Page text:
Word pairs: confusing words

Questions
Overview

There are many words in English that look quite similar and even have a similar meanings but ultimately do have a different meaning. Getting comfortable with these words can take longer, so it helps to practise some of the most confusing ones. For example:

  • The situation has had a negative effect on my health.

  • The situation will negatively affect the employees.

  • Thanks for the compliment. You're too kind.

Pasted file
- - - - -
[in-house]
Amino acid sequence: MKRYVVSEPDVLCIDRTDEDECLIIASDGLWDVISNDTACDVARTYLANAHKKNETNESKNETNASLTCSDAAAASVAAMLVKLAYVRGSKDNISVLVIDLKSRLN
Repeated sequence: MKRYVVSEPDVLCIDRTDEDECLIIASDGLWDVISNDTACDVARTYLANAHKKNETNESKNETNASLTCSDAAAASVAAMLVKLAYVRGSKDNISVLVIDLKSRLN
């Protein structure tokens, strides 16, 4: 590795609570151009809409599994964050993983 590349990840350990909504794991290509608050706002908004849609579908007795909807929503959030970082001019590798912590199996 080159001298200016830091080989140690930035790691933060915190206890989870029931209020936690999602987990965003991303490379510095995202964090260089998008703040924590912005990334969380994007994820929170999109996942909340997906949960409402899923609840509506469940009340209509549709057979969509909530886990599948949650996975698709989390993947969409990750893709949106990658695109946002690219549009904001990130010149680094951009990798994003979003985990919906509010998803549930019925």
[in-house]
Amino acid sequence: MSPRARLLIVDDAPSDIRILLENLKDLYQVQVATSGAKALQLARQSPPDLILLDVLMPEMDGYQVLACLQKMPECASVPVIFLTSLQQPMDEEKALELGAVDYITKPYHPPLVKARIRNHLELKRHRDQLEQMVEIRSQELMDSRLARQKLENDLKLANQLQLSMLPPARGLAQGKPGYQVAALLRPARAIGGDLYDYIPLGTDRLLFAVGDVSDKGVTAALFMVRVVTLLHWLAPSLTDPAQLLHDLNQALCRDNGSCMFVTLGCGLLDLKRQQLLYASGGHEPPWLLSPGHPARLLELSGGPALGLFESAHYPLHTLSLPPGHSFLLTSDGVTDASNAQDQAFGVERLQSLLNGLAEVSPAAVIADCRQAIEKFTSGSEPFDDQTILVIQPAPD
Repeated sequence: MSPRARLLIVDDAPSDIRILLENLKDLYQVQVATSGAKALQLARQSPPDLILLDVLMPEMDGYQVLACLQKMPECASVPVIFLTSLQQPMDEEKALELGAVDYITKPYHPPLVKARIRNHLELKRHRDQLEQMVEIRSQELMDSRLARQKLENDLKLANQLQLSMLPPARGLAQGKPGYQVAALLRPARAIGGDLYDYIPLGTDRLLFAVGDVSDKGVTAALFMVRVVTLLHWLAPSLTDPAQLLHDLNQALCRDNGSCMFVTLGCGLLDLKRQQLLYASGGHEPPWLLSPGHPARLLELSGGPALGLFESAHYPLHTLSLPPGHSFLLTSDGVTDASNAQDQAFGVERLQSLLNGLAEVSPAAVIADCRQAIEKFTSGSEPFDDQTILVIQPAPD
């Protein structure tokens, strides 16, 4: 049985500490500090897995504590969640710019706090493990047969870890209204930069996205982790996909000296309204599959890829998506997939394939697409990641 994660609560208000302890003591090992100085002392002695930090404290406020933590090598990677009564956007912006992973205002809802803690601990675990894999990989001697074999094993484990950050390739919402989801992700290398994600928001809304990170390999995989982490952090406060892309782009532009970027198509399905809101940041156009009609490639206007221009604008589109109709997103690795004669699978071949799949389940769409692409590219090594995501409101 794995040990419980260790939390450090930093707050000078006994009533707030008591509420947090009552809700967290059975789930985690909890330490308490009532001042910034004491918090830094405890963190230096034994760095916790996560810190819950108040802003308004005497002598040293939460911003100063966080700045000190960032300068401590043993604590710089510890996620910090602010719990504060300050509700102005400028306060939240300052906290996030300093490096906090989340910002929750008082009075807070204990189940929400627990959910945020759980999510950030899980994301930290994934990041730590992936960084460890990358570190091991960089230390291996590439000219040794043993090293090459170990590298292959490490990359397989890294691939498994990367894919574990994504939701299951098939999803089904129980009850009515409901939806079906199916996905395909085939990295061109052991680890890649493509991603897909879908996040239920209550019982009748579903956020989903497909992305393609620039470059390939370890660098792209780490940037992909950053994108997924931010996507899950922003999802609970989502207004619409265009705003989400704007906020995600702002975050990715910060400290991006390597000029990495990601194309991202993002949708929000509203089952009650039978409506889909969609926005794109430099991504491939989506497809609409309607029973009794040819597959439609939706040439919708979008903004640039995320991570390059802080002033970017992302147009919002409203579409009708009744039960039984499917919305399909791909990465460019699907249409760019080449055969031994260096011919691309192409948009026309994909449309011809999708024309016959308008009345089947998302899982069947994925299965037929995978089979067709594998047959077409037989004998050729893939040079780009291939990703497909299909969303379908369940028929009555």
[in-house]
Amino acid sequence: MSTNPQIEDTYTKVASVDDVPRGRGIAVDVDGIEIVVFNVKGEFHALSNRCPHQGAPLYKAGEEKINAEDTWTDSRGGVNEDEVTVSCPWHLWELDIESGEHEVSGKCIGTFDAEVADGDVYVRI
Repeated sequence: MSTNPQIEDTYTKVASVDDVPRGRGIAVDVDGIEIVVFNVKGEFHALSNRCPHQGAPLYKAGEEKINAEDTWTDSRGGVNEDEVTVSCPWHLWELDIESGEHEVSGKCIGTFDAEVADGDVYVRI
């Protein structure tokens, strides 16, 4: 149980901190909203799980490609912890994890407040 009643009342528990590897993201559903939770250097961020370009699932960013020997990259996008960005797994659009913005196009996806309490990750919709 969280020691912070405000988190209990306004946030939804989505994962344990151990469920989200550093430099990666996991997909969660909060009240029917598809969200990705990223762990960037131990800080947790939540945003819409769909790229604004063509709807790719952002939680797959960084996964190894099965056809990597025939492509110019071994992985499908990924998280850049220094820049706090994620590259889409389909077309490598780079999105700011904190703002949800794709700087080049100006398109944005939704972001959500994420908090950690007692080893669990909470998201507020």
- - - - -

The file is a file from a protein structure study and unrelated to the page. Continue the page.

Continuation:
• This wine complements the fish very well.

Further learning
Description Author Language
A quick explanation of when to use the verbs 'rob' and 'steal'. BBC Learning
A rapid explanation of when to use the verbs 'raise' and 'rise'. BBC Learning
When to use 'meeting' and 'appointment'. BBC Learning
When to use 'for' and 'since'. BBC Learning
Person vs. people BBC Learning
The difference between 'especially' and 'specially'. BBC Learning
The difference between 'miss' and 'lose'. Hello English Cork
The difference between 'affect' and 'effect'. BBC Learning
When to use 'remember' and 'remind'. BBC Learning